islamic mediation challenge

An Awakenings Academy Member’s Meditation Challenge (Part 2)

[The substance of this article first appeared as a series of Awakenings Academy “WhatsApp” posts, in October of 2017.]

Oct. 14th, 2017

I am noticing a slowness in me. A sort of detachment from my physical being. It seems correlated to my thoughts. These seem to be slowing down. There are moments in the day where I am able to direct them, focusing on thoughts that I actually want instead of uninvited thoughts. The fact that thoughts themselves seem to be a lot slower, helps me take it all in.

I can tell there is a lot more work to be done. I am still sensitive to other people’s energy (whether in close proximity or from a distance). I continue to find that when I encounter someone in a negative frame of mind, I am still absorbing that energy. I noticed this so clearly yesterday when I was out in a big crowd. I was surrounded with people of various energy vibrations. It wasn’t even necessary for me to interact with them. Simply by being in their presence, I was affected.

I am not trying to remove my responsibility for my own thoughts here. I hope nobody sees it that way. Rather, I just want to express the profound nature of how energy actually works.

As I am beginning to understand this brother Ihsan’s teachings are starting to gel. I can see now what he means when he tells us to perform tawbah whenever we witness something that may leave a stain on the heart.

We take everything around us for granted. Especially our environment. We sometimes become so used to the daily rituals that we don’t even notice them anymore. The importance of truly seeing is becoming clear for me. I am no longer going through my day blindly. And I am no longer merely seeing. But I am also sending out a small prayer each time I see something that “feels” innately wrong (e.g., a worker slaving away and being paid peanuts; false advertising on a display pretending to offer you some sort of ‘life’ through materialism; or, a family at the checkout taking out their small purse and counting to see if they have enough money to pay for their shopping). And while these may not be sins for which I am personally responsible to repent, they are nevertheless a witnessing of that which hurts the heart. I realise how I need to take that moment to pause, and make a quick prayer to cleanse the stain.

On a more positive note, the slowing down of my thoughts and the daily dhikr practice is facilitating an automatic reflex of spontaneous dhikr. In-between the space of no thoughts, naturally the desire to connect to Allah is becoming apparent.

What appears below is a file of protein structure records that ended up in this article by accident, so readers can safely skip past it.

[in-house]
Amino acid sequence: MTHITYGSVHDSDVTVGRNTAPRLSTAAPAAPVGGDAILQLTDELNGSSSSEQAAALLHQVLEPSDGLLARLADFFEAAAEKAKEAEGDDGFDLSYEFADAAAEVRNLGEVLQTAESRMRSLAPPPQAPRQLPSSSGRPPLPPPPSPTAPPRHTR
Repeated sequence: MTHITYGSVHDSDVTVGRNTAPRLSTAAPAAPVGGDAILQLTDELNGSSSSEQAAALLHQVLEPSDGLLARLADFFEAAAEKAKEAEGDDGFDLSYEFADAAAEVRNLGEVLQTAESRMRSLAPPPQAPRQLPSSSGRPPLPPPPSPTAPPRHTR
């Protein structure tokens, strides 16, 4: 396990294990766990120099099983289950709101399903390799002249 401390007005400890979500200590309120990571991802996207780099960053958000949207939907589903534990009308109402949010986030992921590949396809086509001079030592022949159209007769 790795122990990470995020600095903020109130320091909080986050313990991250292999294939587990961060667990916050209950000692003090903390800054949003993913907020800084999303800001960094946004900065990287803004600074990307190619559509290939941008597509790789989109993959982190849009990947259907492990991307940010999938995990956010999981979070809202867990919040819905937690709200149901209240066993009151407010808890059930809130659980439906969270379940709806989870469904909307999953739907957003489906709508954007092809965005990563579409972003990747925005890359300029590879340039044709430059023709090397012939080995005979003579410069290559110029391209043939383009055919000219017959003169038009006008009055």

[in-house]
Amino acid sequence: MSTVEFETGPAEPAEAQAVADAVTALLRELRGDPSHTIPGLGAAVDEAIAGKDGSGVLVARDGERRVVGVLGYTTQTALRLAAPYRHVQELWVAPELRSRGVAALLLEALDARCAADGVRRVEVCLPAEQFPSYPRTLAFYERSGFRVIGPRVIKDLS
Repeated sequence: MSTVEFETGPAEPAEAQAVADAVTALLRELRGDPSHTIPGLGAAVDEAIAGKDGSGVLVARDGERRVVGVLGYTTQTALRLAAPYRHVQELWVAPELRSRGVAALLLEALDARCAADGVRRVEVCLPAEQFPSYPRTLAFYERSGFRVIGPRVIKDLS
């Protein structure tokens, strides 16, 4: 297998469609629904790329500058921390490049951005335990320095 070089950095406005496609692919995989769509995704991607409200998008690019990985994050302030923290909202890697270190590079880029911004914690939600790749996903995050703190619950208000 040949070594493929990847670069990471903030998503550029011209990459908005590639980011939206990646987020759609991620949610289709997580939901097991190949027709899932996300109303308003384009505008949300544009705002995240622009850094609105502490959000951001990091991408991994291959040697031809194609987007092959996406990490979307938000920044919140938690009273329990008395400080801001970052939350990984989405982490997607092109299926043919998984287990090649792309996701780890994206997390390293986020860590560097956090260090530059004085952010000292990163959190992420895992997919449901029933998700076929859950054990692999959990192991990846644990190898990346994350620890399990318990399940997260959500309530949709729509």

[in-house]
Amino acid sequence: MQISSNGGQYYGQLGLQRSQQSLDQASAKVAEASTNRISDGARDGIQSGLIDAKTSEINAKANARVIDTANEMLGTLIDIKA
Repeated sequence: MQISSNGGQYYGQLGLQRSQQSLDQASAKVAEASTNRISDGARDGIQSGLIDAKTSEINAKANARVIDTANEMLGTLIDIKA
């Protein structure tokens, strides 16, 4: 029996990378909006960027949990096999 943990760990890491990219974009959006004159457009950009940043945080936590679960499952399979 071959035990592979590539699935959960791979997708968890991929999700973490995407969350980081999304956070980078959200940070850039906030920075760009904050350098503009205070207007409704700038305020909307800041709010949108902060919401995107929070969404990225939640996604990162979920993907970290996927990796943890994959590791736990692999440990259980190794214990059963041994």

I pray Allah continues to bestow His grace and preserve my heart from my own ego. I am also beginning to find being a parent a bit more of a struggle, as I yearn to increase my alone-time and solitude. On the other hand, I have also noticed along with this strange detachment, I am becoming less absorbed with my day to day activities. I am able to step back, without getting as affected by situations. A case in point recently happened with my husband.

We stopped by the supermarket to grab a few things. His spontaneous decision to move the car resulted in me standing in the rain for over 40 minutes. My usual response would have been to show my disapproval and a lack of empathy towards him. Instead, I automatically knew when I stepped out of the supermarket that he had likely moved the care in an effort to make it easier to pick me up, so I didn’t get soaked. Unfortunately, I didn’t have my phone with me and, since he recently changed his number I didn’t have it memorized. So, there was no way of contacting him.

This series of unfortunate events left me walking all around the car park in the rain, looking for his car while struggling with two heavy recycling bags.

Finally, I decided to approach a stranger and ask if I could use their phone to call him. Little did I know that I accidentally pressed the wrong button previously and somehow put my phone on silence.

So, there he is waiting and wondering what is taking so long, as I was only meant to be gone for 5 minutes. The kids were starting to get restless in the car; and he’s there sending me messages on my phone, not realising that I’m not receiving them. At last he checks my bag and finds my phone there inside.

Of course, he comes to pick me up immediately. At that point I am soaking wet from the rain. He came out straight away to help me with the bags. Even though the ‘ego’ wanted to react, I just apologised for my own error in leaving the phone behind. I also acknowledged his good intentions in moving the car, even though there was no way of communicating.

In the end it was not about how the event occurred, but how I reacted in it. The ego often wants to taint our view by creating negative ‘feelings’ which often have nothing to do with the actual moment. It would rather “remind” us of old feelings– even the ones we think we have let go– and then compound those feelings to create an imagined “moment.” As this occurs, it is important to see it for what it is and catch the ego in its’ tracks. The more we can be aware of this on a day to day basis, the less control it has over us. I guess this is perhaps what it means to “tame the beast!”

–Shanti

 

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